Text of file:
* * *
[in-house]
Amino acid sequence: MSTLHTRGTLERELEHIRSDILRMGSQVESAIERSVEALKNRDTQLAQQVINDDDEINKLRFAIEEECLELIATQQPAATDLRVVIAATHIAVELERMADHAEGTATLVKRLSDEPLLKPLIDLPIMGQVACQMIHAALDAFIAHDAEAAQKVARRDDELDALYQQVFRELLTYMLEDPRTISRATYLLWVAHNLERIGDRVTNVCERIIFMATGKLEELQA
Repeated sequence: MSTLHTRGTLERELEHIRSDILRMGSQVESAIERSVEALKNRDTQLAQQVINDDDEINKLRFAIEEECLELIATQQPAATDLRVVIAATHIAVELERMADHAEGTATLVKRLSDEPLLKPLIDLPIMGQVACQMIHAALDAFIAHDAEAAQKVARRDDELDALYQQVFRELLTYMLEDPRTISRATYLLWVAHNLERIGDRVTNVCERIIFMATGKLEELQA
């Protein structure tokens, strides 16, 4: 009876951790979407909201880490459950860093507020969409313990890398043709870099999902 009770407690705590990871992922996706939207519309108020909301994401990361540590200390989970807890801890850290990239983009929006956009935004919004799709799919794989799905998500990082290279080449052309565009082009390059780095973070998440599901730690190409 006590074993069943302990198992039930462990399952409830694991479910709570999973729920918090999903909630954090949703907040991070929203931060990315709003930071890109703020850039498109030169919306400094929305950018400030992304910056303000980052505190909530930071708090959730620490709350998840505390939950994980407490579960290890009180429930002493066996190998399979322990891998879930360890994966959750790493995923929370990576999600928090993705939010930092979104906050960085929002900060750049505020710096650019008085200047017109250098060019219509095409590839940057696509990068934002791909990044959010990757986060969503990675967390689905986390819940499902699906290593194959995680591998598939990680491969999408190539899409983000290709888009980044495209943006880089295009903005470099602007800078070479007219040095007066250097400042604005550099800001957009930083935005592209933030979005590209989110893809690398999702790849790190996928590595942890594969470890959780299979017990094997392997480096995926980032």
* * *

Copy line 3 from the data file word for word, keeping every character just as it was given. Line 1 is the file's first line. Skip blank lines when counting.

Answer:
Repeated sequence: MSTLHTRGTLERELEHIRSDILRMGSQVESAIERSVEALKNRDTQLAQQVINDDDEINKLRFAIEEECLELIATQQPAATDLRVVIAATHIAVELERMADHAEGTATLVKRLSDEPLLKPLIDLPIMGQVACQMIHAALDAFIAHDAEAAQKVARRDDELDALYQQVFRELLTYMLEDPRTISRATYLLWVAHNLERIGDRVTNVCERIIFMATGKLEELQA